No, this is not the new look for this blog I had in mind- a change, to be sure, but merely a cleansing placeholder look- fresh, shiny, simple, and clear of distractions. And now, to tell you a little tale of a new gallery on Gravois, topped with a billboard. A BILLBOARD, for f's sake! Said billboard is unique, unprecedented for a St. Louis art gallery, and I'm sure, quite expensive; a promotional tool, kind of an elevated, Orwellian-supersized postcard ad for this flawlessly rehabbed and, by far innovative artspace.
Bear with me- it's almost 3 AM Sunday night, I just got back from a rewarding, yet challenging, yet rewarding painting session. My eyes are heavy after this long day, so expect, if you will, some run-on sentences and flowery platitiudes and misspellings because I am determined to tell you about one of the most innovative installations I have witnessed in St. Louis in quite a while.
Good Citizen Gallery, at 2247 Gravois, just south of downtown STL, features "Soft", an exhibit by Tennessean artist Hunt Clark, who first of all is one of the friendliest, most down-to-earth, and passionate practitioners of sculpture and video installation I have ever had the privilege to encounter (flowery platitudes, yes, but absolutely sincere...). His website, www.huntclark.com is a fascinating treasury of Clark's prodigious innovations, and the offering at Good Citizen likewise does not disappoint.
Picture soft, wispy, diaphanous sheets of nylon sewn together. Watch them be inflated by box fans into pillowy pipelines, billowy bulbous cushions, and puffy appendages. THRILL as suddenly, a stream of downtown Philadelphia storefronts careen up one of those pipelines, pouring onto the interstate, which spews out cars and semis from inside that big cushion. A flock of birds rise up from the undulating nylon inflated structure across the room, while dry leaves in the wind depart to the right, leading the eye up to another pipeline headed outside, above the front door, spilling out semis from a high-speed on-ramp. These video images and others are projected onto the inflated structures in the dim gallery from all angles, and as they stretch and skew across their surfaces, meld into each other, fade out, and trickle over the wrinkles, they form a most interactive, silent viewing experience, beckoning the viewer around the structures to see more. My favorite vignette, the most poignant region of this inverted universe, is a view of a forest clearing from below; the tops of trees blowing in the wind, poetically, rhythmically hypnotizing the viewer. They are a refuge from the hustle and bustle of the speeding cars and what not elsewhere. Hunt Clark demonstrates here a love of seeing and experiencing, and uses the inflated, dynamic structures as a not-so-passive silver screen, a surrogate for human sensory experience, which also undulates, quivers, and rapidly shifts its attention until it finds a quiet spot.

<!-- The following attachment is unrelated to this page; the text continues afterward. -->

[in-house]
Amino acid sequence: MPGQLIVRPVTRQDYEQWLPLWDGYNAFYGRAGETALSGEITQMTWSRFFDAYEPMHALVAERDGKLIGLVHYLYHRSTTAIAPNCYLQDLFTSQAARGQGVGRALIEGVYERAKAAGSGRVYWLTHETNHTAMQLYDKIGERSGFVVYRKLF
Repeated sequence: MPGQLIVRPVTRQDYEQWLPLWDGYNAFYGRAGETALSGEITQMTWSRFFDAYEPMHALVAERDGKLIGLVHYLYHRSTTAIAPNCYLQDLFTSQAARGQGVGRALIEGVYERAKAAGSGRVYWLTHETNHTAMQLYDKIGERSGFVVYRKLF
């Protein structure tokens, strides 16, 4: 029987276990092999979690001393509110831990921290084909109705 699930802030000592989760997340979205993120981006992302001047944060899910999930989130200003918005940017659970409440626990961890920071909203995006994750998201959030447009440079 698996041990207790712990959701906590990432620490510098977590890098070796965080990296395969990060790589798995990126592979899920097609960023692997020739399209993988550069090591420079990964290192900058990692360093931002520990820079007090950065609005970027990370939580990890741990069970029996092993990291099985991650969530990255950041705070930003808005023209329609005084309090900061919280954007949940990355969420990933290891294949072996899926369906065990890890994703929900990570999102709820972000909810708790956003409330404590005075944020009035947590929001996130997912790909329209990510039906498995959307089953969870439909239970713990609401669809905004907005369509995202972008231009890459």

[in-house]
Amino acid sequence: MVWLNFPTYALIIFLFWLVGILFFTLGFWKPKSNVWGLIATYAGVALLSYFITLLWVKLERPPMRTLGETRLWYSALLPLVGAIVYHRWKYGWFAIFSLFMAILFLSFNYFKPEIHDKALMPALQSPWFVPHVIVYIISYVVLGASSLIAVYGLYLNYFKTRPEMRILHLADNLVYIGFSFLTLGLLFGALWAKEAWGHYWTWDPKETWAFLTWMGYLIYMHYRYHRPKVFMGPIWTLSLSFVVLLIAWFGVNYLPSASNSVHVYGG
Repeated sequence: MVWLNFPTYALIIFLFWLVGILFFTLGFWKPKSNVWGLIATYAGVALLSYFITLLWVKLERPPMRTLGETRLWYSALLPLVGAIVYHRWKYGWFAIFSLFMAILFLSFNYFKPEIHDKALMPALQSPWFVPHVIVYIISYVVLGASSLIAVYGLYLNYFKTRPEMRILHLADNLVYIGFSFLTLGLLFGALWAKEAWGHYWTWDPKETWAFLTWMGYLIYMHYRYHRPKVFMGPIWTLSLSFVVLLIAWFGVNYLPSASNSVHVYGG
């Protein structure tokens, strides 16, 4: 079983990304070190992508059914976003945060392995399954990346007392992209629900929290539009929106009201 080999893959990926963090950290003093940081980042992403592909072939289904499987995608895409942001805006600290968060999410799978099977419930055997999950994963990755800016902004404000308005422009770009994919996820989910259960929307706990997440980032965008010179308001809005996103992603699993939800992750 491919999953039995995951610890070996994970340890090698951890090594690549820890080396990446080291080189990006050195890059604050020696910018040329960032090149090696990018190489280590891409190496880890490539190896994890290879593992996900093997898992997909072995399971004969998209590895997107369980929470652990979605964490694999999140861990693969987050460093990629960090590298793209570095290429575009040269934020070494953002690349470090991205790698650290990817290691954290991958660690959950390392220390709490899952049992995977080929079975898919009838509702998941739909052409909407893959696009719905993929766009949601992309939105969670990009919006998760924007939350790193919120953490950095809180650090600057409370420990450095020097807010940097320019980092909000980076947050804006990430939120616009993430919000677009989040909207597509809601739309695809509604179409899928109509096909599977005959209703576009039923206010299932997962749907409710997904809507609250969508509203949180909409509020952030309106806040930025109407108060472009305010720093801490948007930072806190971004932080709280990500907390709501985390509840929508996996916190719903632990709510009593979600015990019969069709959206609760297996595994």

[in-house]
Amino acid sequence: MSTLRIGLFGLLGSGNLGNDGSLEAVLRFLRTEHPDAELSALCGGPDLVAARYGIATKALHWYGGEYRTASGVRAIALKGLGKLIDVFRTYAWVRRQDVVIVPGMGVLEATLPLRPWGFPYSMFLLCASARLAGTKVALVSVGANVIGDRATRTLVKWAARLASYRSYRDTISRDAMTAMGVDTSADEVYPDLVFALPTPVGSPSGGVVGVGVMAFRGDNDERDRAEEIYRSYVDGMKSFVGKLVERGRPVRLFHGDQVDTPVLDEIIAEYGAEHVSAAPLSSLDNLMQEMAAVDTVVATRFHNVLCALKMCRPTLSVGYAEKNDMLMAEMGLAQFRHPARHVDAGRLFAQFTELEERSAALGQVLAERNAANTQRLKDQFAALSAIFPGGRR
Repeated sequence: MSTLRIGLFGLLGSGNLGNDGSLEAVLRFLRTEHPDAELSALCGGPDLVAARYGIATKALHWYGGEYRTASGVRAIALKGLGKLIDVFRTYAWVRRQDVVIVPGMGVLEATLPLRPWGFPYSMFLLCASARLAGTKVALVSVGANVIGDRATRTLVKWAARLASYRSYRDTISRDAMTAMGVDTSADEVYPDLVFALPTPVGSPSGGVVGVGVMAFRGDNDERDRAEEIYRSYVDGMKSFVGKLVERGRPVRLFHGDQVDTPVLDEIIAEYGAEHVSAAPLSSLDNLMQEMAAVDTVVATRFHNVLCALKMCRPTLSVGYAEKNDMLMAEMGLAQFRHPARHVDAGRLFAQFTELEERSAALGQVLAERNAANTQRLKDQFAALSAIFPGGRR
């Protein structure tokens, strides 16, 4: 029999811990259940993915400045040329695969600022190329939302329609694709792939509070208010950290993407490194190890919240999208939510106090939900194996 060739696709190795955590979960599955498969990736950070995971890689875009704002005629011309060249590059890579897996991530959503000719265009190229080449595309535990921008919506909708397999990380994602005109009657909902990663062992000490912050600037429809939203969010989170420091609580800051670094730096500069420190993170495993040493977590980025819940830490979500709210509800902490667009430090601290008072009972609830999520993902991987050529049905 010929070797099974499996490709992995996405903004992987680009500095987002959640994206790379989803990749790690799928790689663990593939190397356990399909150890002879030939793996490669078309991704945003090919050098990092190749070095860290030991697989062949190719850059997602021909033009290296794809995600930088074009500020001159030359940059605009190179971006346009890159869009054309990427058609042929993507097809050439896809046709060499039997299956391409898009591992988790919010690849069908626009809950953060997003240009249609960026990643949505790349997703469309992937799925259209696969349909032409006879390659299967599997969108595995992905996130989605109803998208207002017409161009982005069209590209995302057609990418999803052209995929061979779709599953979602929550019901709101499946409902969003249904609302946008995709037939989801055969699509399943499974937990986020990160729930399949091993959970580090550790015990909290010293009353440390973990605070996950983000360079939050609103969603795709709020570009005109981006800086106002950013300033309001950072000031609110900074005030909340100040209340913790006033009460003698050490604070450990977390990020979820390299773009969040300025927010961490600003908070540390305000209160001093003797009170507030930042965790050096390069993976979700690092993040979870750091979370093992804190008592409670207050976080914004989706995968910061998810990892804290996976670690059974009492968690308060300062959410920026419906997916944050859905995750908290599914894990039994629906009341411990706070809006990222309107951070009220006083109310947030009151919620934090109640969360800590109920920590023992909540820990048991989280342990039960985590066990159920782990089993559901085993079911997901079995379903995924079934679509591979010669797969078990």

"Soft" will be on view from Feb. 27 to March 28, at Good Citizen Gallery.